"Clubs in this area are so important - and I'm not saying they aren't elsewhere - but in the North West, it's such a hotbed. There's an earthiness about the people. They'll give their opinion - but they'll accept yours back. It's honesty, grittiness, that sense of, 'We want our football team to work hard but we work hard as well, you know'. There's a connection. I bought into it early. In my first press conference, I said, 'I can't guarantee you success but I can guarantee you'll have a group that will put sweat on the shirt. And the fans were terrific when we had a rough time. They were steadfast to the cause."
Dyche was linked with the then-vacant Everton job at the end of 2017, his side flying high. He is pushing seven years at Turf Moor but insists the Burnley cause still stirs him. He is restricted in the transfer market. He would like the board to tart up Turf Moor and put a top tier on the Bob Lord stand. Dyche is on-message as he assesses the bigger picture but he is clearly at home here and the fit, it feels, remains right all round for now.
"There are challenges at this club. As much as the market says you have to invest, we have to watch our finances. I can understand the reasons. But the other side of it is that this is a healthy club, a good environment to work in, a place I enjoy coming to, a good group of people who are honest in their work. That's not easy to come by. It sounds like it is but it's not. The club have allowed me to mould it. When I got here, we had 11,12,000 fans. Now we're got full houses (nearer 20,000 watched their opening victory against Southampton), a state-of-the-art training ground and we're turning over £130m a year (the club announced a turnover of £138.9m and a record net profit of £36.6m in the last financial year). I genuinely think we're in a good place and beyond winning games - that's obvious - that's what keeps me motivated."
He has taken Burnley to the Premier League and straight back again; kept them there and shaped their development. What more is there for him to do? "More on and off the pitch. The players are hungry for more, as I am. We want to be better and stronger than last season for a start. I'm not one for cycles or targets but we weren't ready physically or mentally last year to challenge and this year we are. There's the community aspect, the history, the player development side. We've got players playing for England, young players coming through. There's always a new challenge."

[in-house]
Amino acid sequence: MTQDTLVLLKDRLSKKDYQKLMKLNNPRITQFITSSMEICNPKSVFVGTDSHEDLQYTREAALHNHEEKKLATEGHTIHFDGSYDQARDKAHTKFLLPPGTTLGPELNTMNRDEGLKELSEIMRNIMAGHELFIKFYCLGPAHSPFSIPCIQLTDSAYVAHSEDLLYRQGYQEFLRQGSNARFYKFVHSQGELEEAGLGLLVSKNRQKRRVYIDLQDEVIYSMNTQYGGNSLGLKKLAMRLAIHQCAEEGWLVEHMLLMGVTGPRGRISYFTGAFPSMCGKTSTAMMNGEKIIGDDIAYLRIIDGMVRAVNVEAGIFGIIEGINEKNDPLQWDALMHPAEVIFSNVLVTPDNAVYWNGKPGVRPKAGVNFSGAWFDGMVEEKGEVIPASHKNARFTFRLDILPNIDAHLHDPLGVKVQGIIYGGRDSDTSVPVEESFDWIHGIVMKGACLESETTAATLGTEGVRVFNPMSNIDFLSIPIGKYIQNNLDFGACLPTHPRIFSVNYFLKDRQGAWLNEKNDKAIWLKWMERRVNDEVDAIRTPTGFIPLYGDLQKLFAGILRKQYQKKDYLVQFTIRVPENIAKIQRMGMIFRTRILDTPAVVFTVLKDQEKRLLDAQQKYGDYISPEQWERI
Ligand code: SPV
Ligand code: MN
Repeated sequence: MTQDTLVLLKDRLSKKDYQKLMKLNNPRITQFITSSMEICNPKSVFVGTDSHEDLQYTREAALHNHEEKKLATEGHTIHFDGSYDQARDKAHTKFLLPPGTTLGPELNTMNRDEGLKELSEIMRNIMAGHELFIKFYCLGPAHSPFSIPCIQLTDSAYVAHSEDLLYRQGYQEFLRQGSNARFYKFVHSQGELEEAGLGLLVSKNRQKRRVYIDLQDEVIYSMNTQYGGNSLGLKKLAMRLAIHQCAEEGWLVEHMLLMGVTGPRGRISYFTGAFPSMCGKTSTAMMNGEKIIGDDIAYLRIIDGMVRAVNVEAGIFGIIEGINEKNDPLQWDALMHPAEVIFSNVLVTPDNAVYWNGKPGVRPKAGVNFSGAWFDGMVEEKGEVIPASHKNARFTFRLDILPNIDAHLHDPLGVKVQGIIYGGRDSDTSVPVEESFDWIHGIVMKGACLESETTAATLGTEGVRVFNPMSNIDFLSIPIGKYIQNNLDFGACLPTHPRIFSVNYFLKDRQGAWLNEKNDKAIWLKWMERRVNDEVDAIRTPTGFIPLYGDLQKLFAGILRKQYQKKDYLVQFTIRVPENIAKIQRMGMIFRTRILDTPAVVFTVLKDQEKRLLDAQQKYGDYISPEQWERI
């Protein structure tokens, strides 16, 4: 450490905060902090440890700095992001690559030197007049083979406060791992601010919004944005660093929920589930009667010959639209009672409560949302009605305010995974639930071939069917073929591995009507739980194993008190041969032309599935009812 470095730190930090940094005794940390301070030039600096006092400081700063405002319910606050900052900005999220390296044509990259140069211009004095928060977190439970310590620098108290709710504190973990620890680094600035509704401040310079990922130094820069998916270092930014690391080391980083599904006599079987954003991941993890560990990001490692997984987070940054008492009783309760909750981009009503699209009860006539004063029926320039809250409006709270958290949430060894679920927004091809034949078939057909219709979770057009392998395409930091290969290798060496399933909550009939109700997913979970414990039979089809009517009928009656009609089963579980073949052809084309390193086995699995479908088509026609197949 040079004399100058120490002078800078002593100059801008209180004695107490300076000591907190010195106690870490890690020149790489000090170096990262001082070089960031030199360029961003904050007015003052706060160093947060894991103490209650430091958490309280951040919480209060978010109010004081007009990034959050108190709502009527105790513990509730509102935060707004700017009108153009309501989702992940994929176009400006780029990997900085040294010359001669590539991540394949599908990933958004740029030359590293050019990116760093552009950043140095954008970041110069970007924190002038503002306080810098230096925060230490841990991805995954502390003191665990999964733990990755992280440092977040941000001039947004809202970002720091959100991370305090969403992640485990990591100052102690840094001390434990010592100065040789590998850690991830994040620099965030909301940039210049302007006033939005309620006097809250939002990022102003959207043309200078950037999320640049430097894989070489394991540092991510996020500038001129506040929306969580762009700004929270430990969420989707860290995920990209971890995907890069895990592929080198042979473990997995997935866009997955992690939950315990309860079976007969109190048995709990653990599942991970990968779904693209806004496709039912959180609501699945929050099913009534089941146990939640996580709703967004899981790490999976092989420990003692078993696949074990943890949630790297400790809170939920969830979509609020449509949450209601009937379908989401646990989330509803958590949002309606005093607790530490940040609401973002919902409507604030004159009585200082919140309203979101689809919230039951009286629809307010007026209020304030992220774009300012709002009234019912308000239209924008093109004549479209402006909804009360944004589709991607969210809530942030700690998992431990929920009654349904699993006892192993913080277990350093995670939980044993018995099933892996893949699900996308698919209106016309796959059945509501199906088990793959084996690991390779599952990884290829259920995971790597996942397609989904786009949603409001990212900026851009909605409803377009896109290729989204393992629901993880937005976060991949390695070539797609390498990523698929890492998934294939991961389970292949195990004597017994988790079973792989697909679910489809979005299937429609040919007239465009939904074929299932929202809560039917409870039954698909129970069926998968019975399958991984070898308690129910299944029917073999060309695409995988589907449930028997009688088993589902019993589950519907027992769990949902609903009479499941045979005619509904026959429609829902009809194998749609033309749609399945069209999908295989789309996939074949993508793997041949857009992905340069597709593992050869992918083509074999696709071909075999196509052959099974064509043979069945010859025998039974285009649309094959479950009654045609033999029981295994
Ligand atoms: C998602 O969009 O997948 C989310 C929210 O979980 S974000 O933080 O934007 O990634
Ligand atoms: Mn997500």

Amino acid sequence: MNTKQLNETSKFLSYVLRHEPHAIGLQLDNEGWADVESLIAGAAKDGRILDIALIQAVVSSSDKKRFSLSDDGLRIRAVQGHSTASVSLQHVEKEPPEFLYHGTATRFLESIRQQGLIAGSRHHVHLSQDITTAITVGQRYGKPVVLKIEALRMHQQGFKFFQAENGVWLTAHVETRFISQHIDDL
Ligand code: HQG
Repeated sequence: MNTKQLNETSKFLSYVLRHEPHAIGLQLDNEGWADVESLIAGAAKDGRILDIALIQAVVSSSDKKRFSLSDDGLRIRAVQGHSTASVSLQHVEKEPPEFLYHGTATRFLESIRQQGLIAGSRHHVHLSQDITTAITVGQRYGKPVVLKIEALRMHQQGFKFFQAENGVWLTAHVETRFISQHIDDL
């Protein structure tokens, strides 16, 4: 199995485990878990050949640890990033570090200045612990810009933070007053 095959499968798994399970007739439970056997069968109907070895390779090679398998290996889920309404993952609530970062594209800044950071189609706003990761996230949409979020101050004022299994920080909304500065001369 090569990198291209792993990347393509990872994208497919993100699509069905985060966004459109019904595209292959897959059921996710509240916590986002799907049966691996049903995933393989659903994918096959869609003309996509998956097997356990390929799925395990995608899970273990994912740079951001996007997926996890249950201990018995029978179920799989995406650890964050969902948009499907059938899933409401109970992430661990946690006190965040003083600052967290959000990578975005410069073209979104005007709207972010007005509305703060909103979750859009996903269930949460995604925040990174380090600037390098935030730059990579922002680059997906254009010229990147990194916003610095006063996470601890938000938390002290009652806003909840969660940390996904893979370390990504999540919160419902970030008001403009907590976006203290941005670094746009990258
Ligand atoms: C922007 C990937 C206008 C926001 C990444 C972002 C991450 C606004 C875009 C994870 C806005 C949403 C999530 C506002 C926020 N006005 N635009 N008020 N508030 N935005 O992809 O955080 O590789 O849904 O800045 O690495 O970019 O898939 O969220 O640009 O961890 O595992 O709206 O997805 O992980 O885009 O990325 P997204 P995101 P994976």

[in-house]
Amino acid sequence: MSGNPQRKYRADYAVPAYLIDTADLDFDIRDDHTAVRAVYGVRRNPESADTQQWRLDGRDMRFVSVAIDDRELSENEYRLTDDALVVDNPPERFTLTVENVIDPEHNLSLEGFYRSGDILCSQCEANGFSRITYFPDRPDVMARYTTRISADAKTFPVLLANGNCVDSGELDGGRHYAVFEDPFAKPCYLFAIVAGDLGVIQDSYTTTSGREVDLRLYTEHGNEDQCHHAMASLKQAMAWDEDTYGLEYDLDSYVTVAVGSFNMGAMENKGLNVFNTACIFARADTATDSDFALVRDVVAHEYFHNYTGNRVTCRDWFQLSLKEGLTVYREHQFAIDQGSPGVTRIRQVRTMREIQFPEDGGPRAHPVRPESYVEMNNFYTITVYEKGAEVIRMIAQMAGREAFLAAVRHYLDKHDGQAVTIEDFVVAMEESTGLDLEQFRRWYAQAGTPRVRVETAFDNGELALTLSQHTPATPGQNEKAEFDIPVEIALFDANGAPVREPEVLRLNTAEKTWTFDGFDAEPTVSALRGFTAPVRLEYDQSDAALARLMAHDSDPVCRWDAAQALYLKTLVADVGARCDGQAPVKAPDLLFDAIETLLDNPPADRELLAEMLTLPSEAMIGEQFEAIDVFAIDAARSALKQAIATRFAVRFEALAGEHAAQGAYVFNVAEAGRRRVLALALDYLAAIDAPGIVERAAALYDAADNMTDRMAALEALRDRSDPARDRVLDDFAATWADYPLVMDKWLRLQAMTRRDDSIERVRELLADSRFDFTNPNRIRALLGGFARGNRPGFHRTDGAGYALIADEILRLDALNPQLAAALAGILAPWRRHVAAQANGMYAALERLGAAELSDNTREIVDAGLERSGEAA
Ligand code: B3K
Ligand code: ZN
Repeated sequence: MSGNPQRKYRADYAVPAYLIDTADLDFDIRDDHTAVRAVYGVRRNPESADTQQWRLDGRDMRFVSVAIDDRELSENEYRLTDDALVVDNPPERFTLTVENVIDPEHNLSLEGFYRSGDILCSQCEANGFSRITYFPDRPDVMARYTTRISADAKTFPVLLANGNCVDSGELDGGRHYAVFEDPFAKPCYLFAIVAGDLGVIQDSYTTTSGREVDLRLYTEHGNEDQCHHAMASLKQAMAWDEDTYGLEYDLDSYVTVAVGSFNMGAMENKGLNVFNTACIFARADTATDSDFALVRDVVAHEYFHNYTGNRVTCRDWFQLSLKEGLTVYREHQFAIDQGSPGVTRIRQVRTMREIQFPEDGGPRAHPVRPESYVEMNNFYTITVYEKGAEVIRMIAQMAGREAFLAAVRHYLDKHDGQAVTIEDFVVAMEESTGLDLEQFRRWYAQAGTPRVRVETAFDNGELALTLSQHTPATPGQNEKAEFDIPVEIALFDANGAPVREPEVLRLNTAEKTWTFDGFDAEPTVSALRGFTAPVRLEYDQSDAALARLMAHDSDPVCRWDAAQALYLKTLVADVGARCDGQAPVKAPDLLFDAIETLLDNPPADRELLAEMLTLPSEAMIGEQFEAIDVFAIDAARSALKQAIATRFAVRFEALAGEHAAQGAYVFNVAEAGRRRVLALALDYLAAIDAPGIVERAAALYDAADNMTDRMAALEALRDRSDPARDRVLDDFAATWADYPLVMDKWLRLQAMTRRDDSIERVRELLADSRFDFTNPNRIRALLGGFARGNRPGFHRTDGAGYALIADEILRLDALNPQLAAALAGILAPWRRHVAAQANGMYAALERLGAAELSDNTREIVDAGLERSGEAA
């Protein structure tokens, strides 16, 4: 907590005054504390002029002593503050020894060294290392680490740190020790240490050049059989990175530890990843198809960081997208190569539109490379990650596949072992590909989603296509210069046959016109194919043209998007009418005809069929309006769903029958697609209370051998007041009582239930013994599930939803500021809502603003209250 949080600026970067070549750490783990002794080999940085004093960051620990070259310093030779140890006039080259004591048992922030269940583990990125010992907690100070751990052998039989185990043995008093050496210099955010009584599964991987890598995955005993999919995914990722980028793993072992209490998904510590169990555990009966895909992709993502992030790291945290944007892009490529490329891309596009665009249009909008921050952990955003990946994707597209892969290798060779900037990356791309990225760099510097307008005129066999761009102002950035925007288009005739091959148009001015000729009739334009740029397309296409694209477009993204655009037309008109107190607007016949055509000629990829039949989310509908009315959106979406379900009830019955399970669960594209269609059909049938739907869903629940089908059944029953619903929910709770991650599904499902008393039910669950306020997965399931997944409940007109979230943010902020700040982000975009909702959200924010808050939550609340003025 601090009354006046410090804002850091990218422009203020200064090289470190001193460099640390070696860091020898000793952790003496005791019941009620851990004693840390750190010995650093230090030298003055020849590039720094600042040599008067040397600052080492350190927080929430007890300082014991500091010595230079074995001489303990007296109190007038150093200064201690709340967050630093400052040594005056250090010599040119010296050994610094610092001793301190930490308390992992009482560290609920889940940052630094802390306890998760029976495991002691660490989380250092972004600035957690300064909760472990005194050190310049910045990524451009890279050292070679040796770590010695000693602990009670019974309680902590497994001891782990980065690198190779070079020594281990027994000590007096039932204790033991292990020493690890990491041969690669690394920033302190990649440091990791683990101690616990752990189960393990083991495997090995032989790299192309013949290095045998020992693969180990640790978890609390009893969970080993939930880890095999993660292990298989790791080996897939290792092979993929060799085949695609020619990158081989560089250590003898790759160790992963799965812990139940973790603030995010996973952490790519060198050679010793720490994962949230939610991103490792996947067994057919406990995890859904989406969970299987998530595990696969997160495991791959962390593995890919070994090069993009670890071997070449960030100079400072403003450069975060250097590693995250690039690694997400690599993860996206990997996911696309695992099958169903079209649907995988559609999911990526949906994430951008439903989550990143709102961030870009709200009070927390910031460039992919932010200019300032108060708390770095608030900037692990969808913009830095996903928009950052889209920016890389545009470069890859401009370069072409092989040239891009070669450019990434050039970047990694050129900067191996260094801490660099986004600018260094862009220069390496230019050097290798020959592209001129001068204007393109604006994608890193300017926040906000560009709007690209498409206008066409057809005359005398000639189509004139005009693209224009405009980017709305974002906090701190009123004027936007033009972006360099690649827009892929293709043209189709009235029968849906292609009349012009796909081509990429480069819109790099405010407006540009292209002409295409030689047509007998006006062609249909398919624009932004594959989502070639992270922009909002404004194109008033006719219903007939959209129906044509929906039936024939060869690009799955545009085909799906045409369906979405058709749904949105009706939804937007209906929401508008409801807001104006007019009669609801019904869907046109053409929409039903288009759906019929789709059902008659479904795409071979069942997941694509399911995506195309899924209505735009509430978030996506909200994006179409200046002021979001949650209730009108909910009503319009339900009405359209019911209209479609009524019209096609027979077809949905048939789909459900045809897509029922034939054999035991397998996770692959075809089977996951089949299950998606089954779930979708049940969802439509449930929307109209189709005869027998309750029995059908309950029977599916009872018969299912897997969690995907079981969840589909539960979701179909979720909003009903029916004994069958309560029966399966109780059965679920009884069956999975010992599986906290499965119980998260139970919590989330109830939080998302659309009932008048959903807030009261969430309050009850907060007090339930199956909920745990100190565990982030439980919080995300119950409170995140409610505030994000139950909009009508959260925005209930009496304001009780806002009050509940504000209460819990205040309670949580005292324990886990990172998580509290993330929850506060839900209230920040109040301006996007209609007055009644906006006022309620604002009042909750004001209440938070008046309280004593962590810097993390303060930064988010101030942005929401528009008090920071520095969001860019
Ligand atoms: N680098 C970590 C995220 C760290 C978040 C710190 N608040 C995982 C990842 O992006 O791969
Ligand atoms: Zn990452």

This weekend, it is Liverpool, already looking the business and targeting a fourth win from four. Jurgen Klopp hit out at tough tackling he perceived as "dangerous play" when the sides met at Turf Moor last season as Dyche defended his "good, proper professionals". Saturday's is a battle that will be pitted as a stylistic one but the Burnley boss is relaxed when it comes to perceptions.
"Politicians, film stars, pop stars... in the modern world, you get labelled. I've got no problem with it. To get to a fifth season in six in the Premier League, we've had to play well, fight, defend, counter-attack, attack. We want to play good football but effective football and the effective is as important as the good. If you think you're going to out-pass Manchester City, you're not. Pep Guardiola makes me laugh when he says the opposition have tried to play the right way - usually after they've won 5-0! It's a delicate balance.
"We've got to be right on top of our performance level. The details are important. We've got to keep mistakes to a minimum but we want to make it tough, hard, awkward for Liverpool. We want these superpower clubs to feel that it's an unfamiliar game because if we took them on at their game, they'd probably win."
He heads off, back to the training pitches, to plot shackling Mo Salah and co. There are fine details to be worked on but it will start, as it has from the beginning for Dyche, with attitude.